|Flow||Prescribed through chain of command||Unofficial channels not prescribed|
|Purpose||To achieve business challenge||To satisfy personal needs|
|Accuracy||Accurate, legal and authentic||Often distorted, may be rumors and gossips|
|Source||Can be traced||Cannot be traced|
Imagine you’re at work, and you run into a colleague you’re friendly with. You start chatting about the latest episode of a TV show you both love, and before you know it, you’re discussing your weekend plans and swapping recommendations for new restaurants to try. This is a perfect example of informal communication.
Informal communication is any kind of conversation or interaction that happens outside the official channels of communication in an organization. It’s the kind of communication that happens naturally between coworkers, friends, and acquaintances. It can be as simple as chatting in the break room, sending a quick text message, or sharing a funny meme on social media.
While informal communication might not seem as important as formal communication, like emails and meetings, developing strong informal communication skills is essential for building relationships and fostering a positive work culture. It can also help people feel more comfortable and connected with one another, which can improve collaboration and teamwork.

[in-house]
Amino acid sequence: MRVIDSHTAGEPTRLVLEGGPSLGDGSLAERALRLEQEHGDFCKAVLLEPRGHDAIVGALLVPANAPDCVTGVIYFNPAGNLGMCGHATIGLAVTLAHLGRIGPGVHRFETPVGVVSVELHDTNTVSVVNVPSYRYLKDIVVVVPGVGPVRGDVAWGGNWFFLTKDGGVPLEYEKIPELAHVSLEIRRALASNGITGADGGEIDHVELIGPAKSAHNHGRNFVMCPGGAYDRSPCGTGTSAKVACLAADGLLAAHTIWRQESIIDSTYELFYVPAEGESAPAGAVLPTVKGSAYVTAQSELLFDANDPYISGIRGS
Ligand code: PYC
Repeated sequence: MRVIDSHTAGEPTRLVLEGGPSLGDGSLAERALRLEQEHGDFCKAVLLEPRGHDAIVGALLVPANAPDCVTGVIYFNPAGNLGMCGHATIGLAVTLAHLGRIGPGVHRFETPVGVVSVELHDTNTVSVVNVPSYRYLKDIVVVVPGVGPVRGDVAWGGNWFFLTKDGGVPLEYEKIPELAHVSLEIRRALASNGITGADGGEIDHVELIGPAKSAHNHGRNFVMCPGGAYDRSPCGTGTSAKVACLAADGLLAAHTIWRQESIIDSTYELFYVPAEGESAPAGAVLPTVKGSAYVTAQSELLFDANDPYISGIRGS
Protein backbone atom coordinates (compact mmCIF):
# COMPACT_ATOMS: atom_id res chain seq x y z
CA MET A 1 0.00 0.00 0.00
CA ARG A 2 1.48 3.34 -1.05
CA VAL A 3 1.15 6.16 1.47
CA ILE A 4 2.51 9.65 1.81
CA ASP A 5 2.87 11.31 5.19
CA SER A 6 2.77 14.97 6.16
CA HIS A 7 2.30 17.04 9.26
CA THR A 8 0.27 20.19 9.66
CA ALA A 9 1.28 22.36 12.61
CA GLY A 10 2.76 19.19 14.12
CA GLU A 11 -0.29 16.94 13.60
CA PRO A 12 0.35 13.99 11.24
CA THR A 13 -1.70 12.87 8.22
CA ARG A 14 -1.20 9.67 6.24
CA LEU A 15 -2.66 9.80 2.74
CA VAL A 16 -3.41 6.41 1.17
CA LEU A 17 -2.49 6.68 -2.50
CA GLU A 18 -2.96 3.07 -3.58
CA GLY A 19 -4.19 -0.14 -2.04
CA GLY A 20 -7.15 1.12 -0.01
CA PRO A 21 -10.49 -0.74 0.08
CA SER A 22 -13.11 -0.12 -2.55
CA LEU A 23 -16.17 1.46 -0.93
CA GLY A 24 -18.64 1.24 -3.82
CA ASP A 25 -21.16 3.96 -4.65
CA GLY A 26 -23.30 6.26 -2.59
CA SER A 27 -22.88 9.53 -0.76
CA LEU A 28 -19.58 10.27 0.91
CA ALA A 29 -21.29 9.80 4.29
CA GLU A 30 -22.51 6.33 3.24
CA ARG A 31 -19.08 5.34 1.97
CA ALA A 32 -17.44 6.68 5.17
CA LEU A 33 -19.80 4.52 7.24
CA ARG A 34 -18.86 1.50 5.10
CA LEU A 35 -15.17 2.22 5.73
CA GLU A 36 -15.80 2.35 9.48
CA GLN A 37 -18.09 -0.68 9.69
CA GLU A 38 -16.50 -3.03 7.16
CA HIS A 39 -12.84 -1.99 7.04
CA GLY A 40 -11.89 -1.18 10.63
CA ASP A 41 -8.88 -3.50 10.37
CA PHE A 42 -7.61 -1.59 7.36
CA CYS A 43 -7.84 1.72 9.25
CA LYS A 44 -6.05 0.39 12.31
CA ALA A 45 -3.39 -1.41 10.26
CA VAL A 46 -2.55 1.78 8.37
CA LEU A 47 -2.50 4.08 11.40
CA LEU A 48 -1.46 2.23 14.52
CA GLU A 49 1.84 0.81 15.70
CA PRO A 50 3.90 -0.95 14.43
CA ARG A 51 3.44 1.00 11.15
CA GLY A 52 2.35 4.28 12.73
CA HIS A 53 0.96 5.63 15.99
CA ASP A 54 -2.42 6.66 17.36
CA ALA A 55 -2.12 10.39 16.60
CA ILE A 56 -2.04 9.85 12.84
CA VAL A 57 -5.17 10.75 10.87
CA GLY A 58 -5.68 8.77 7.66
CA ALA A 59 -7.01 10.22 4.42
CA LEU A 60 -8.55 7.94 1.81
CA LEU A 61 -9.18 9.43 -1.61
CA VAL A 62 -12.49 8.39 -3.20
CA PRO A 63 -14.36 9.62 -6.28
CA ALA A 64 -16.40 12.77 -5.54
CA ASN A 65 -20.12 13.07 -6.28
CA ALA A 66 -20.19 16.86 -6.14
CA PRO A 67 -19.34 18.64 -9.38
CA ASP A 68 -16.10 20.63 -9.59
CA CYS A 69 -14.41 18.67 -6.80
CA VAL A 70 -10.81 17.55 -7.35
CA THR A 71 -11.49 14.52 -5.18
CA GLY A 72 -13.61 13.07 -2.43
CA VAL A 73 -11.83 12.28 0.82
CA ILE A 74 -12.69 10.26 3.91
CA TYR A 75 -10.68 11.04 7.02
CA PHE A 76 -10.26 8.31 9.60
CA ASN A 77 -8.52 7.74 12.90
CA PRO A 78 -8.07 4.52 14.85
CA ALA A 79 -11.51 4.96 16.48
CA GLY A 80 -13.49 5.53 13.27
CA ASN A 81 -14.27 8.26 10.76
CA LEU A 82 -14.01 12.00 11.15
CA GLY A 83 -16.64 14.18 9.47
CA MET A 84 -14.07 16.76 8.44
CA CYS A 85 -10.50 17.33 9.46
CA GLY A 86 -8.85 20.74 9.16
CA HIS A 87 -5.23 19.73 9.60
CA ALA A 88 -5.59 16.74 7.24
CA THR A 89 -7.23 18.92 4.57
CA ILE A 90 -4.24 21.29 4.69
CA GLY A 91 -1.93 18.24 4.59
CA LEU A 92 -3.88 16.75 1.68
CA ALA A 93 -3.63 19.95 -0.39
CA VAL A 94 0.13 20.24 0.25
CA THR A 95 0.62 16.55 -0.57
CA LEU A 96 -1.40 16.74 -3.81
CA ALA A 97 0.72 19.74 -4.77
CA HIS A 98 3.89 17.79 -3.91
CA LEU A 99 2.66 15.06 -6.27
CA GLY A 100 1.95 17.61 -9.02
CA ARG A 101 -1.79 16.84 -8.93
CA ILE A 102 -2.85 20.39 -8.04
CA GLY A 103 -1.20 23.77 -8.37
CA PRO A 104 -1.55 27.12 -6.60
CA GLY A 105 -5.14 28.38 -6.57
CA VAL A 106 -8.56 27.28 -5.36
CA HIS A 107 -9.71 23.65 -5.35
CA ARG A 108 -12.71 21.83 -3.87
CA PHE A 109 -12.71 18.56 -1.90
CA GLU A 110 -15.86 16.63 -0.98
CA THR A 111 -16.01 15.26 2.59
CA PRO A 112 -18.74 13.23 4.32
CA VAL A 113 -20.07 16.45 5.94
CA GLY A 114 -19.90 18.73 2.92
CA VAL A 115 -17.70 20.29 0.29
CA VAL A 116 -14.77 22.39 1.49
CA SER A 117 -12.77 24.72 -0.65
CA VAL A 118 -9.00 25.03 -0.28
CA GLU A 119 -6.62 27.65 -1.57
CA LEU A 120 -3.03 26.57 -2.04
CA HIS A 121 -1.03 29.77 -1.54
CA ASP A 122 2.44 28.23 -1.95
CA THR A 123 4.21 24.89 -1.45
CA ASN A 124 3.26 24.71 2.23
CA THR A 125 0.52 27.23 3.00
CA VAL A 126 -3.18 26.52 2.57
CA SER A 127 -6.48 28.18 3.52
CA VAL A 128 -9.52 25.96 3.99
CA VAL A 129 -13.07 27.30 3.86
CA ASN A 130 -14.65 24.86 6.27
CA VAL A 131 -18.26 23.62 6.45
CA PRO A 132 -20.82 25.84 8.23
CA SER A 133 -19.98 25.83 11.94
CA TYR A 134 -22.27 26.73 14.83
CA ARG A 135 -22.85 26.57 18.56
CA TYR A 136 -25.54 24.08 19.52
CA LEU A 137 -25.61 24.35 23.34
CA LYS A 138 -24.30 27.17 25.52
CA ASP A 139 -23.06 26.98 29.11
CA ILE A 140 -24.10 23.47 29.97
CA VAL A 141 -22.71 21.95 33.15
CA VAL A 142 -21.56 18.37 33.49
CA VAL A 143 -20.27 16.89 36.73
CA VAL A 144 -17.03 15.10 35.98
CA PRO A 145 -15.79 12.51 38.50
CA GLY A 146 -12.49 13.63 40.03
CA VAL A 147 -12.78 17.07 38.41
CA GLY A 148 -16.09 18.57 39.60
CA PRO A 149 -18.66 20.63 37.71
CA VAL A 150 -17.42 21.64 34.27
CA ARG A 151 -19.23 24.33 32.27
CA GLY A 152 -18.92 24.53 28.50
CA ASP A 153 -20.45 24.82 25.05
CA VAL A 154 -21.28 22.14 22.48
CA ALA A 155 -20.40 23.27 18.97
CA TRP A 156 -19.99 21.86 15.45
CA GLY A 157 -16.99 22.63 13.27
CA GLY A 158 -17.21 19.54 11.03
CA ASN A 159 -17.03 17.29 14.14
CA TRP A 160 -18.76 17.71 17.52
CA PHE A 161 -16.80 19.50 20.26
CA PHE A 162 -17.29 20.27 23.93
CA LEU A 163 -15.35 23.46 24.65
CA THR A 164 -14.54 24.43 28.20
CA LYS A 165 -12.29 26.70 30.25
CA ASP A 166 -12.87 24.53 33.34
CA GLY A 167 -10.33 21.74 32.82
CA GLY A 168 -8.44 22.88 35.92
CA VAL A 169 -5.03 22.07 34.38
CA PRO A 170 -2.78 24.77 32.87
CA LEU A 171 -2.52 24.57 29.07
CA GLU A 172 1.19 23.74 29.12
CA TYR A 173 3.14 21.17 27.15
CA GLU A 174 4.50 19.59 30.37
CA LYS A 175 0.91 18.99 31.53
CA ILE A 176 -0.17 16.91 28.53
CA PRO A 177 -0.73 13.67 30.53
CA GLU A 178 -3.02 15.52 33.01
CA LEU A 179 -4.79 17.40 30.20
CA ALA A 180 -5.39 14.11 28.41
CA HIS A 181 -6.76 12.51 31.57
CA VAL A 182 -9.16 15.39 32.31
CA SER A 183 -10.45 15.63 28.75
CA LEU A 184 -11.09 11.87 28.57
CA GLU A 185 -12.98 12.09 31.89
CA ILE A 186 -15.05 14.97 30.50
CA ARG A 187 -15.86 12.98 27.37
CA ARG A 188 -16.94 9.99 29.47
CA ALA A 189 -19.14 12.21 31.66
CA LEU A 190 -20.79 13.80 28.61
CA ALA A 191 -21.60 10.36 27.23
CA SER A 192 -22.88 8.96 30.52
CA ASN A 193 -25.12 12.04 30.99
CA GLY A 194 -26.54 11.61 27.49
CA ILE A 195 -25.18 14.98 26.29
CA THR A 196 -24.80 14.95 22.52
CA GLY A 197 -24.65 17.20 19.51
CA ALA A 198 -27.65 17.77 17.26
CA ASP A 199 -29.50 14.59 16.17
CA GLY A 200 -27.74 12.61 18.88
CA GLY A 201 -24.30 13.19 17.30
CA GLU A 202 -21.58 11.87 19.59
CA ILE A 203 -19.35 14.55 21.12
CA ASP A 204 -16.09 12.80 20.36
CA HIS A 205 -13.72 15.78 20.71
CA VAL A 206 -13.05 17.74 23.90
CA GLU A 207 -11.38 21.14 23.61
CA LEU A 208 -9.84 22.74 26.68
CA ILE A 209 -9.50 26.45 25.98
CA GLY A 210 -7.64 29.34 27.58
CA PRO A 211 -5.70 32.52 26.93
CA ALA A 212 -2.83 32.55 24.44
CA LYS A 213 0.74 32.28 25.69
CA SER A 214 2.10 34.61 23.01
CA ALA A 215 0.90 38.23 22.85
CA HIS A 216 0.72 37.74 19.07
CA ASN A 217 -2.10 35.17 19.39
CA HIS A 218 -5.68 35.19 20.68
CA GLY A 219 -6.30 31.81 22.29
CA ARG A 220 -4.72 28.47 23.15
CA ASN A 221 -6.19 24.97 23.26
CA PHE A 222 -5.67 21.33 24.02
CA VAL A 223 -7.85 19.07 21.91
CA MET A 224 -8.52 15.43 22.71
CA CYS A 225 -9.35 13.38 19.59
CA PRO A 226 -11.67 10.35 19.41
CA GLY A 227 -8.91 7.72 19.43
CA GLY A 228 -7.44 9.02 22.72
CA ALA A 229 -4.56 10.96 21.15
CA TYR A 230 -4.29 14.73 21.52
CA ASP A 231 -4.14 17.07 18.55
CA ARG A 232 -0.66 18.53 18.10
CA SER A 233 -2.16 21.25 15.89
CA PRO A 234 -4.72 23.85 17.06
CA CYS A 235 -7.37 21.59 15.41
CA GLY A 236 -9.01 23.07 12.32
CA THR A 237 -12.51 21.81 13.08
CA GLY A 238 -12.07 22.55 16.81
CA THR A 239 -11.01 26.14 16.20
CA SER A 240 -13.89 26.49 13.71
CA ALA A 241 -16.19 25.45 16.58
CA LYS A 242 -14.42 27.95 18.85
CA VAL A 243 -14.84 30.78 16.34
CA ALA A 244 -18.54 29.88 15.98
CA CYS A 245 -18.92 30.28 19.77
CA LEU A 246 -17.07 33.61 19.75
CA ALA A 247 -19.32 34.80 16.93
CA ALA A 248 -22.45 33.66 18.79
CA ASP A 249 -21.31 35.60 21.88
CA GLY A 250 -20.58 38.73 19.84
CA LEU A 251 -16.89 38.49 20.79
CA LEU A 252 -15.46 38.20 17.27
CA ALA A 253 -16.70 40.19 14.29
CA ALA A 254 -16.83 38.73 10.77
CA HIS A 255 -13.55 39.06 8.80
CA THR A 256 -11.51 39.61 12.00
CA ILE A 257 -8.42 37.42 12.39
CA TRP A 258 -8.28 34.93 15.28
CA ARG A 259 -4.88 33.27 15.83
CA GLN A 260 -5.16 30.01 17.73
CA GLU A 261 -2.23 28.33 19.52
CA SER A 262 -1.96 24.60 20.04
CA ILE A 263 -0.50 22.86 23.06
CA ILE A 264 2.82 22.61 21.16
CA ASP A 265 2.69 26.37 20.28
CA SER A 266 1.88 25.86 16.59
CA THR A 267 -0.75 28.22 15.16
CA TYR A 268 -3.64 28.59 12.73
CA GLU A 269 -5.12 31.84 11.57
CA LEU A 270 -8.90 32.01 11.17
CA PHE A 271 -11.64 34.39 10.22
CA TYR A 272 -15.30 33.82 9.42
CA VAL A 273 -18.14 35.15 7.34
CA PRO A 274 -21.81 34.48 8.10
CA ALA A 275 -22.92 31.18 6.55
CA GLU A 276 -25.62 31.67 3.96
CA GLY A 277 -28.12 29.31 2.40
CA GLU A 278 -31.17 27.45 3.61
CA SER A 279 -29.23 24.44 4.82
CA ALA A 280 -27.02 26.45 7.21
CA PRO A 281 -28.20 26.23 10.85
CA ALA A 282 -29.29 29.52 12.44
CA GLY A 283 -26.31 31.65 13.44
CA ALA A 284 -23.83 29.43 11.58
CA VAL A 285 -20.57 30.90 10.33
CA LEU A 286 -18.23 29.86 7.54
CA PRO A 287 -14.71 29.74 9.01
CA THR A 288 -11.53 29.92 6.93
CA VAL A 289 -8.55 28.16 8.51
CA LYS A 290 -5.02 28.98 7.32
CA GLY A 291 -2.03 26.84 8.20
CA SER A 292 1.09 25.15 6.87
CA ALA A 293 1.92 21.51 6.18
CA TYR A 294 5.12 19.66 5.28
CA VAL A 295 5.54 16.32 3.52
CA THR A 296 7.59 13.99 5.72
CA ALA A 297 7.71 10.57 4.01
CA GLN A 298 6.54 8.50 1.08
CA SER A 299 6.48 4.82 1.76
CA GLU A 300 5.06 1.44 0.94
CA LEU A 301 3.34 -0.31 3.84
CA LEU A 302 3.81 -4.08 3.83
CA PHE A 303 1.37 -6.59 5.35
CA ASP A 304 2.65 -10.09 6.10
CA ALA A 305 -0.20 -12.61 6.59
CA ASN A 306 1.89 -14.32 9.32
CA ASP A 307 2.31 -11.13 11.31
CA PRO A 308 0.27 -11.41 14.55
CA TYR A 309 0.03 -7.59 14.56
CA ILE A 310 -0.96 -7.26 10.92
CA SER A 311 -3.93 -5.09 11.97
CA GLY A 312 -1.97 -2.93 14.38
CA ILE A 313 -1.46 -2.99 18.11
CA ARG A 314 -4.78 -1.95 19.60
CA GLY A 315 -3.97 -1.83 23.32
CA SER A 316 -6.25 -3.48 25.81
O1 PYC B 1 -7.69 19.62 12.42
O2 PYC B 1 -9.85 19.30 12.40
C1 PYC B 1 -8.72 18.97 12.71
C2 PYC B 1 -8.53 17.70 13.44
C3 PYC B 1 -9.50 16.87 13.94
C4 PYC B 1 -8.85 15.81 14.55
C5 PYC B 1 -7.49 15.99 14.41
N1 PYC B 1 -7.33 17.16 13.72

Formal communication is any kind of official message that is sent through formal channels in an organization. This can include emails, memos, reports, and presentations. The language used in formal communication is typically more structured, professional, and specific, and it usually follows a specific format or protocol.
For example, if you were sending an important email to your coworkers, you might start with a formal greeting like “Dear Colleagues” and then explain the purpose of the message in a clear and concise way. You might also include any necessary details or instructions, as well as any relevant deadlines or expectations.
While formal communication might seem more rigid and less personal than informal communication, it is essential for maintaining order and ensuring that important information is shared in a clear and consistent way. It can also be helpful for avoiding misunderstandings or confusion that can arise from more casual forms of communication.